• What did being baptized mean to Jesus? What did it mean to John? What does it mean to us?
  • (And, just in case these questions are not enough, the hymn we just sang together strings a whole litany of questions together): Did you end oppression? Did all warfare cease?  Did you bring the kingdom of eternal peace?  Why do we still suffer?  Why do we still mourn?  Did you make a difference when you were born?

You’ll be relieved to know I have no intention of answering all these questions this morning.  But I do want to think about one more question:  what is God calling us to be immersed in?  Whether we have been baptized or not, whether ours was by drops or dunking, in what does the sacrament immerse us?  What questions does our baptism demand of us?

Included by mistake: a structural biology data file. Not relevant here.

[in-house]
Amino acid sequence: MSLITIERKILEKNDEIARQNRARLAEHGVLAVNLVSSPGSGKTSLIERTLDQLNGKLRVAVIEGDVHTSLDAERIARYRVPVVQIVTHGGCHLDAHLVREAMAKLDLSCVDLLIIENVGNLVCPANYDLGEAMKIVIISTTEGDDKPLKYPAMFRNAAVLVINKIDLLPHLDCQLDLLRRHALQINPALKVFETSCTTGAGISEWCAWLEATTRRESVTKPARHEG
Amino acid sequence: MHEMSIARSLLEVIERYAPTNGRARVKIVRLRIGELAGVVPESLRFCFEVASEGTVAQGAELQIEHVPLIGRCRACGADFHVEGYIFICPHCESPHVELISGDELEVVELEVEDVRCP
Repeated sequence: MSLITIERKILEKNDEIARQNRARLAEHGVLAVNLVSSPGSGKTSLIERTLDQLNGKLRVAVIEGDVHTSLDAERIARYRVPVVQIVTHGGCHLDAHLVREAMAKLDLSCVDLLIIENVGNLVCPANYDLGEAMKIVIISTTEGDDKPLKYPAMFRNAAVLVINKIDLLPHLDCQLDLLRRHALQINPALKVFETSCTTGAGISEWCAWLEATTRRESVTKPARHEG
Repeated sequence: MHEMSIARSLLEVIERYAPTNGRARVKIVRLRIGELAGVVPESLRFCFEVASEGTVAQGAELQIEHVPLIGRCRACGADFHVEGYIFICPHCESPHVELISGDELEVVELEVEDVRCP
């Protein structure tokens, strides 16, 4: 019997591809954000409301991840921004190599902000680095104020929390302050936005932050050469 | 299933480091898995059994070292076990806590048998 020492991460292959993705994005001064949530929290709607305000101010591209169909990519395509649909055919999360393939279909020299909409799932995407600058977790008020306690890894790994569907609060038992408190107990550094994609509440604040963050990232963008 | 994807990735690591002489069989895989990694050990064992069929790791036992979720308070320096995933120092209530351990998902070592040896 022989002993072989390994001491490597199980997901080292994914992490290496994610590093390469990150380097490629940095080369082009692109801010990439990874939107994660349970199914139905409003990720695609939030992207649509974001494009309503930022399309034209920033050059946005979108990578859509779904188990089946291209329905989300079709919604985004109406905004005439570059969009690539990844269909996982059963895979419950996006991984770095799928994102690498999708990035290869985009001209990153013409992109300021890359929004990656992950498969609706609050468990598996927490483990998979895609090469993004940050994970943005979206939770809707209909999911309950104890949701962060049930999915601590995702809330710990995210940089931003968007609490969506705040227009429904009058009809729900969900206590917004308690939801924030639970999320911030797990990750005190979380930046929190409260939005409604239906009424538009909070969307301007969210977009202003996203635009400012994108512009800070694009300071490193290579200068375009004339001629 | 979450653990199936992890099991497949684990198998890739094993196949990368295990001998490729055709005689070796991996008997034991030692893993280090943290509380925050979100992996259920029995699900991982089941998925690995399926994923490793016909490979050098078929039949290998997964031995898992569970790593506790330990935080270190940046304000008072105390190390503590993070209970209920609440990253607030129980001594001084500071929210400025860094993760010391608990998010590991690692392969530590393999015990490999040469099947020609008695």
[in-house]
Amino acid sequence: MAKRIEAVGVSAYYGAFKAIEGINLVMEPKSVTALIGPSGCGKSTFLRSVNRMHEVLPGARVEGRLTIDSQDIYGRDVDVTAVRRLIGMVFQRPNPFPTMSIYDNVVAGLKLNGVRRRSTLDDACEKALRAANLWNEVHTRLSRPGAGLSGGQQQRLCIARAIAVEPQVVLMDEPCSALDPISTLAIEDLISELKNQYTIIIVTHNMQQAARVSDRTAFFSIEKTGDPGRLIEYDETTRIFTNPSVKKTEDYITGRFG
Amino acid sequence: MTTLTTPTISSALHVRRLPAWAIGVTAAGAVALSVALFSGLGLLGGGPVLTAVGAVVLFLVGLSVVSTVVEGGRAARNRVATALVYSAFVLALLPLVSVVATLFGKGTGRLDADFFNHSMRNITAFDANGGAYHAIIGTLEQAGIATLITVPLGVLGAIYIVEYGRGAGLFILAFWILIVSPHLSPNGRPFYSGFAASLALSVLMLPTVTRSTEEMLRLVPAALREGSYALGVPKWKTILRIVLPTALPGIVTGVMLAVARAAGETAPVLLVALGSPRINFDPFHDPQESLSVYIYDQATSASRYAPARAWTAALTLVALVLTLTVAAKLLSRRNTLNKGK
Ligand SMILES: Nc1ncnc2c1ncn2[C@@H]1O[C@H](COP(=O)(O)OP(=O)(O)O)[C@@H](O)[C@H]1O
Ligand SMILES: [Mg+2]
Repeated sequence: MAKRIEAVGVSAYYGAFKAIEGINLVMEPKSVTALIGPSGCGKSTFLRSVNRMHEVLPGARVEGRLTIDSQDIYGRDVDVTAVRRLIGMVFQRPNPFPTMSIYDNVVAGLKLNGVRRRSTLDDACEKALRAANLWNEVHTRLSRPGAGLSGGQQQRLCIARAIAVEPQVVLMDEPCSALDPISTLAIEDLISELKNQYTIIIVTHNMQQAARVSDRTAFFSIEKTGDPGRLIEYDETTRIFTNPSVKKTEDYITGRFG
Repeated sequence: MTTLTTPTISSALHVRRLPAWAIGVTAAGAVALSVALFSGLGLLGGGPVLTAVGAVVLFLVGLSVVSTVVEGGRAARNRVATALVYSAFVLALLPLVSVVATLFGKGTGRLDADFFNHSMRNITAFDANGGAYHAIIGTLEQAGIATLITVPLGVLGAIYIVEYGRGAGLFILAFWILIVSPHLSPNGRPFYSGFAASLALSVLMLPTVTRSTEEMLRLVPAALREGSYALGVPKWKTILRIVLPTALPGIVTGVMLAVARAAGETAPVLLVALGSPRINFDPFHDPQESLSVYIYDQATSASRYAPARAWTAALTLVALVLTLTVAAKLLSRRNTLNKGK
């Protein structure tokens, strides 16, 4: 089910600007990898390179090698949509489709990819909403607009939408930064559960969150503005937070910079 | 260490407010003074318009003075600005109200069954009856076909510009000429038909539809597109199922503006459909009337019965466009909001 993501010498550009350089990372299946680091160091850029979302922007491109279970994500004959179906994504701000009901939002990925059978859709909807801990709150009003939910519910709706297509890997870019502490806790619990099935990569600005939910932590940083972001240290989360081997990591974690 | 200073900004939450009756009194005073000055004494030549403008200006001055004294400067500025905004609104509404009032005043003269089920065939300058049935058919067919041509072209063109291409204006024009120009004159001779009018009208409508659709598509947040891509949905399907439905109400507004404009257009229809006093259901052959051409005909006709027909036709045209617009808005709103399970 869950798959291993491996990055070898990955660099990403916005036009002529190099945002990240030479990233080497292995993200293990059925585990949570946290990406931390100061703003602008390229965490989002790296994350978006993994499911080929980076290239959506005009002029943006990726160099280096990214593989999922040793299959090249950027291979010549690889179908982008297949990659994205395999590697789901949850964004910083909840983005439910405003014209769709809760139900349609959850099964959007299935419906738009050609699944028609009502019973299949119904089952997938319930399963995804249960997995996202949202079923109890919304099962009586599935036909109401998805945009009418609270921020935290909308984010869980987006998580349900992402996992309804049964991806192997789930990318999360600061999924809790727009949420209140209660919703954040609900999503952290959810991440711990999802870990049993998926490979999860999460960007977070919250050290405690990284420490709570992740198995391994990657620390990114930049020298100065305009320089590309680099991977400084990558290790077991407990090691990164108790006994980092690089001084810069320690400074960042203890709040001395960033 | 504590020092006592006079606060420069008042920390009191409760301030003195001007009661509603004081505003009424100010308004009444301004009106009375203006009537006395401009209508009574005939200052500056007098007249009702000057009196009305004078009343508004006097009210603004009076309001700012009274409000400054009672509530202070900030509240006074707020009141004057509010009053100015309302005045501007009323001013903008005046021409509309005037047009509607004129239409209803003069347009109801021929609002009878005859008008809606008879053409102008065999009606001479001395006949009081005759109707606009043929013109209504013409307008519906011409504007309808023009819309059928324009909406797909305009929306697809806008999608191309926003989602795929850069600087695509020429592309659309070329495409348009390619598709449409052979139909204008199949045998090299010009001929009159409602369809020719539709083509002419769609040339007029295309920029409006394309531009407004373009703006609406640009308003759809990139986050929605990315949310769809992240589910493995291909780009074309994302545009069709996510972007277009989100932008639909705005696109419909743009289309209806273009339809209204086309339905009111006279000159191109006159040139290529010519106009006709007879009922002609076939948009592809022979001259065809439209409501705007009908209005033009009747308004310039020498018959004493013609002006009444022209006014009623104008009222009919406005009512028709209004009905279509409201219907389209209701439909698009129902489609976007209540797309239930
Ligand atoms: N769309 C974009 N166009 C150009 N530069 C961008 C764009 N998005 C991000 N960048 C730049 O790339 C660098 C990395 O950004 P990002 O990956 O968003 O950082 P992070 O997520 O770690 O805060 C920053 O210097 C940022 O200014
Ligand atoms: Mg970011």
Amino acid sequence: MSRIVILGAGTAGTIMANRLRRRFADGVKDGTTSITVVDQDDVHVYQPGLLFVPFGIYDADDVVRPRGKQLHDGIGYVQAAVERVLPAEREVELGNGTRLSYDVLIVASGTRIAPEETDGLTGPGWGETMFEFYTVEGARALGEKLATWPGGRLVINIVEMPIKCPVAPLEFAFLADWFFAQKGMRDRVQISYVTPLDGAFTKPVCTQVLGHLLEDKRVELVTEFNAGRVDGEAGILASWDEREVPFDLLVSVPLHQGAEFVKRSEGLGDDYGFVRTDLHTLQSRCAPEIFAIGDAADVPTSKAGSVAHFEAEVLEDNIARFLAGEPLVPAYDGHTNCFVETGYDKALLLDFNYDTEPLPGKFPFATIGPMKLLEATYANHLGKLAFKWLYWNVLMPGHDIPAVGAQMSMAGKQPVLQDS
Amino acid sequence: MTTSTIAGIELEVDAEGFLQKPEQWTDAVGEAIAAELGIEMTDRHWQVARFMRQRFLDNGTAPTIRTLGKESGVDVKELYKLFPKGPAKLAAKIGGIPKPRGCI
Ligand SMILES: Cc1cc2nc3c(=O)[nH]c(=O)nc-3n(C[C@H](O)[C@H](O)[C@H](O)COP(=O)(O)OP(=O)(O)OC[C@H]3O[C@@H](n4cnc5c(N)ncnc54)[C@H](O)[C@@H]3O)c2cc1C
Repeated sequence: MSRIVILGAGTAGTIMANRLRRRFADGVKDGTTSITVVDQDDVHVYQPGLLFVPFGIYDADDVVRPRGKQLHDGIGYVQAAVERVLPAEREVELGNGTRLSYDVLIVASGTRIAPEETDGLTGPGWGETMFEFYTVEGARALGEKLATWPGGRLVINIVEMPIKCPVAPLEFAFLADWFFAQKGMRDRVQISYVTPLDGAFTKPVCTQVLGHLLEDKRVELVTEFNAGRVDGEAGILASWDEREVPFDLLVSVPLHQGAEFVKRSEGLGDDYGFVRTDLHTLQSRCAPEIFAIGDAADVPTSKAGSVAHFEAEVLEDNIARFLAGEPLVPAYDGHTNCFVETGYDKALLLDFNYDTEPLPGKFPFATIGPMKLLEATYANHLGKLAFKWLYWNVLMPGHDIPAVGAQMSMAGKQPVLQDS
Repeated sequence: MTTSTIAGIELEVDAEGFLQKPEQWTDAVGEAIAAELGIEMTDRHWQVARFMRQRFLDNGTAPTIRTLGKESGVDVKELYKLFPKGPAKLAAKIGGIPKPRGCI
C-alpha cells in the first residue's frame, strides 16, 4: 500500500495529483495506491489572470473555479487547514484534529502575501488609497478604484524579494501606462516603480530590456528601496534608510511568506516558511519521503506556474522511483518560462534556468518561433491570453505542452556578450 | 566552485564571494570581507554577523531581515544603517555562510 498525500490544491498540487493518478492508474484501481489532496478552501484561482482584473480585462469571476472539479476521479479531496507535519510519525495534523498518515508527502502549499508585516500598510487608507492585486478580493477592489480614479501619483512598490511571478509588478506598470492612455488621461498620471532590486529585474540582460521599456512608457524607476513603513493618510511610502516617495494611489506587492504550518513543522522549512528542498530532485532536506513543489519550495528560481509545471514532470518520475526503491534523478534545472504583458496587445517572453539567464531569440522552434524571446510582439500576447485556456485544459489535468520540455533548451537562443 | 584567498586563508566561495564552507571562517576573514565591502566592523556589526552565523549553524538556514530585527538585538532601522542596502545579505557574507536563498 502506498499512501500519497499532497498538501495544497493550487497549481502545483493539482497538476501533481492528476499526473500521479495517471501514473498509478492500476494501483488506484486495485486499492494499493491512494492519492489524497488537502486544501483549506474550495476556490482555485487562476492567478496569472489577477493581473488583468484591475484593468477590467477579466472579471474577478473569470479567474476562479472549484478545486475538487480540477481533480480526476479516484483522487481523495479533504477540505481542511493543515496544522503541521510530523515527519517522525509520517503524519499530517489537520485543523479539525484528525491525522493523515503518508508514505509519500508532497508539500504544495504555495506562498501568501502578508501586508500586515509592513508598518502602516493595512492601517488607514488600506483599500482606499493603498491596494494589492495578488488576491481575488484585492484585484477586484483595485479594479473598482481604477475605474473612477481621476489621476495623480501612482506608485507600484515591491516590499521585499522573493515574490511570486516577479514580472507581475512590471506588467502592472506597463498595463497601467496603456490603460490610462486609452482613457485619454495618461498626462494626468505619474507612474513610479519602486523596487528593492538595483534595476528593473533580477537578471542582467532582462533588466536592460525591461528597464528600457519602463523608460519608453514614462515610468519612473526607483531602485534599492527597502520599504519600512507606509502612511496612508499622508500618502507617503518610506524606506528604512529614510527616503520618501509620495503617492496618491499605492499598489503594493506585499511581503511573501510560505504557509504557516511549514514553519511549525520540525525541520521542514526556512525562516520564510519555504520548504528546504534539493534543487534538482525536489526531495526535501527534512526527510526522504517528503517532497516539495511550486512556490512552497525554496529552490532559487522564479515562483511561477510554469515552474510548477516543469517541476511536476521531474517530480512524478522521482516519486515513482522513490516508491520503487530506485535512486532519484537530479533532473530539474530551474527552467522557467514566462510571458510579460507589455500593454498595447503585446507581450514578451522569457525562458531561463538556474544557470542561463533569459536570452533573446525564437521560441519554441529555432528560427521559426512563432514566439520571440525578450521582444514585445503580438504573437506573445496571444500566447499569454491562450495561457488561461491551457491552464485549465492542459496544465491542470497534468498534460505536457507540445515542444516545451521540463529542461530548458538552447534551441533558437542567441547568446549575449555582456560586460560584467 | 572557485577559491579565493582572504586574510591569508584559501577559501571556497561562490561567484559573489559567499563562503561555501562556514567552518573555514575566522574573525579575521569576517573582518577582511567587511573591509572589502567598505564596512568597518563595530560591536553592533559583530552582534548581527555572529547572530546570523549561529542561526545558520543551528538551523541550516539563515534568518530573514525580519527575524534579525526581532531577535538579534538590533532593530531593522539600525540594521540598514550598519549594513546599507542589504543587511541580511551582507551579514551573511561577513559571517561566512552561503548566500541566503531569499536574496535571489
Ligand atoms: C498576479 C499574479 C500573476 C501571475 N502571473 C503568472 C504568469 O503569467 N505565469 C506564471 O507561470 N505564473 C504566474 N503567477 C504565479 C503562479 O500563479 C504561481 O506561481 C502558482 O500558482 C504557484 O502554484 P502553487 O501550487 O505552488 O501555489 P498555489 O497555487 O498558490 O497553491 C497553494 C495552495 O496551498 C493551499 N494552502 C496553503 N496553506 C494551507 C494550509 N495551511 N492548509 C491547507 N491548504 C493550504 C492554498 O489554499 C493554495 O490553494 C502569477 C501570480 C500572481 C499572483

I know, more questions.  I blame James and John.  We heard from Mark’s gospel this morning that these two disciples came to Jesus to ask him something, something they were kind of embarrassed to ask, and rightly so.  “Teacher, we want you to do for us whatever we ask of you.”  That’s rather cheeky, don’t you think?  “Hey Mom, I have a question and I want you to say Yes.”  Did you ever say that when you were little?  And how far did that get you?  “Teacher, we want you to do for us whatever we ask of you.”  Jesus replied, “What is it you want me to do for you?” And they said to him, “Grant us to sit, one at your right hand and one at your left, in your glory.”  I imagine James and John had visions of greatness and grandeur, sitting on their thrones among the clouds of heaven, Jesus’ right hand and left hand disciples, with all the power and majesty that implies.  “You have no idea what you are asking,” Jesus said to them.  “You have no idea what you are asking.  Are you able to drink the cup that I drink, or be baptized with the baptism that I am baptized with?”  This is the moment we find that James and John have absolutely no idea what they are talking about, and they have even less idea of what Jesus is talking about.